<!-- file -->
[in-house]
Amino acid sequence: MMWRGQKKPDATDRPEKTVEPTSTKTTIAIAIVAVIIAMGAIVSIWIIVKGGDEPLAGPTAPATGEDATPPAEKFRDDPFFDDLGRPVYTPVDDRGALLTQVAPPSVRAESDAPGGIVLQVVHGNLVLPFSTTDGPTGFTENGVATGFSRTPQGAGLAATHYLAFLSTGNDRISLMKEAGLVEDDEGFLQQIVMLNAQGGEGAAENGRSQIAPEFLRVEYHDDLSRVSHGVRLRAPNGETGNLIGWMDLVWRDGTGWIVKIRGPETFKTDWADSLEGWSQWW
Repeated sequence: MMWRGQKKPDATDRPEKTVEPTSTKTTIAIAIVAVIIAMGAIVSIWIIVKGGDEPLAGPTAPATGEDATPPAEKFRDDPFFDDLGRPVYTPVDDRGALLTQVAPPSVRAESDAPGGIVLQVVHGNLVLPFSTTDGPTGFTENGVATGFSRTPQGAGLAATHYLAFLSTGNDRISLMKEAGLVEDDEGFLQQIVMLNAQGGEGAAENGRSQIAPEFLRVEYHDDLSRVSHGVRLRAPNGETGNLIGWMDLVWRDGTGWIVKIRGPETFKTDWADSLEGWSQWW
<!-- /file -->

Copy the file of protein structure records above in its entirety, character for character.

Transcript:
[in-house]
Amino acid sequence: MMWRGQKKPDATDRPEKTVEPTSTKTTIAIAIVAVIIAMGAIVSIWIIVKGGDEPLAGPTAPATGEDATPPAEKFRDDPFFDDLGRPVYTPVDDRGALLTQVAPPSVRAESDAPGGIVLQVVHGNLVLPFSTTDGPTGFTENGVATGFSRTPQGAGLAATHYLAFLSTGNDRISLMKEAGLVEDDEGFLQQIVMLNAQGGEGAAENGRSQIAPEFLRVEYHDDLSRVSHGVRLRAPNGETGNLIGWMDLVWRDGTGWIVKIRGPETFKTDWADSLEGWSQWW
Repeated sequence: MMWRGQKKPDATDRPEKTVEPTSTKTTIAIAIVAVIIAMGAIVSIWIIVKGGDEPLAGPTAPATGEDATPPAEKFRDDPFFDDLGRPVYTPVDDRGALLTQVAPPSVRAESDAPGGIVLQVVHGNLVLPFSTTDGPTGFTENGVATGFSRTPQGAGLAATHYLAFLSTGNDRISLMKEAGLVEDDEGFLQQIVMLNAQGGEGAAENGRSQIAPEFLRVEYHDDLSRVSHGVRLRAPNGETGNLIGWMDLVWRDGTGWIVKIRGPETFKTDWADSLEGWSQWW